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Weekly Energy Market Update March 17, 2014

By Direct Energy Business
Energy Market Update

Below is the Direct Energy Business Weekly Energy Market Update for March 17, 2014. While there is no market update video this week, the following is a snapshot of last week’s market activity and the market outlook.

The near-term markets were much less volatile last week--ignoring key fundamentals (weather & storage)--and closed down for the second week in a row. Near-term fell most (April futures $0.19 to $4.43/MMBtu and the 12-month strip down $0.15 to $4.50) while Cal '15 (down $0.01 to $4.24) and Cal '16 (up $0.03 to $4.22) were relatively unchanged. Conversely, there was increasing strength further out on the pricing curve--with Cal'17 up 5 cents, Cal '18 up 9 cents, Cal '19 up 14 cents, and Cal '20 up 20 cents--causing a reversion from backwardation to contango.

Futures as of 3/14/14 ($/MMBtu):       Change since 3/7/14 ($/MMBtu):
NG Apr 14       4.43                                 -0.19   

12-Month Strip4.50                                 -0.15   

NG CAL 15     4.24                                 -0.01   

NG CAL 16     4.22                                +0.03 

NG CAL 17     4.29                                +0.05

The EIA reported a withdrawal of 195 Bcf from storage for the week ending March 7, which was the largest-ever March withdrawal and was close to expectations. Current inventory is 1,001 Bcf, which is 958 Bcf (49%) below last year and 858 (46%) below the 5-year average. Storage inventories are on pace to finish the winter near 900 Bcf, which would be the lowest since 2003.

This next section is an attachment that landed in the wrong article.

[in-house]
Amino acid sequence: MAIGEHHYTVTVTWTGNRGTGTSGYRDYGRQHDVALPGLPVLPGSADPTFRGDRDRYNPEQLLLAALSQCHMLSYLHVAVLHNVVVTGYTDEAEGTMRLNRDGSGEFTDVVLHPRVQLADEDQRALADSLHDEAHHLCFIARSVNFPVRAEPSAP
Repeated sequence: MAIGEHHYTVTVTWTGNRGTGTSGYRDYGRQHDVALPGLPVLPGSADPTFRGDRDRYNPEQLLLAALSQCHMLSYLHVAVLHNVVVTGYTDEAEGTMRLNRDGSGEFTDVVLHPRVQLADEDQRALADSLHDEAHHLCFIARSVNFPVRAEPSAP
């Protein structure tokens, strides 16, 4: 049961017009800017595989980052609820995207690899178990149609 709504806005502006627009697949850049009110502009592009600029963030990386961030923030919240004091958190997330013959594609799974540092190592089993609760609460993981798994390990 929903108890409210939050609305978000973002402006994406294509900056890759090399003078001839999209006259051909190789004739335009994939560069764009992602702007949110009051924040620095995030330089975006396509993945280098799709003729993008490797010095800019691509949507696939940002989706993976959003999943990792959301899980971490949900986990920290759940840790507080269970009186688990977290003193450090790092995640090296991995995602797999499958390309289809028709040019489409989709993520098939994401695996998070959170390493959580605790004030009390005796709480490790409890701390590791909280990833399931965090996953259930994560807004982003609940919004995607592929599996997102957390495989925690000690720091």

The Polar Vortex pattern continues to dominate the eastern half of the US, with weather forecasts calling for cold temperatures to linger over the Midwest and Northeast for the next two weeks.

The focus is shifting away from short-term fundamentals, with an eye still on storage refill and summer generator maintenance outages; however, volatility and price spikes are still possible - just not as likely as we move into the shoulder months and warmer overall temperatures. The market is now focused on the longer terms, as evidenced by the strength we saw at the back of the curve last week, although there is still very little news regarding LNG and EPA regulations, so long-term stability is not guaranteed.

Spring does not necessarily mean that near-term prices will fall. And, the lack of volatility in long-term prices and a backwardated curve may be an indicator of value but this is now changing, so the value may be slipping. This winter’s volatility is a lesson that all regions are vulnerable to price spikes, so it's important to be able to capitalize on value when its available (or ensure that you're able to weather volatility). For those still exposed to summer, it's time to carefully consider your summer hedging strategy.

Posted: March 17, 2014

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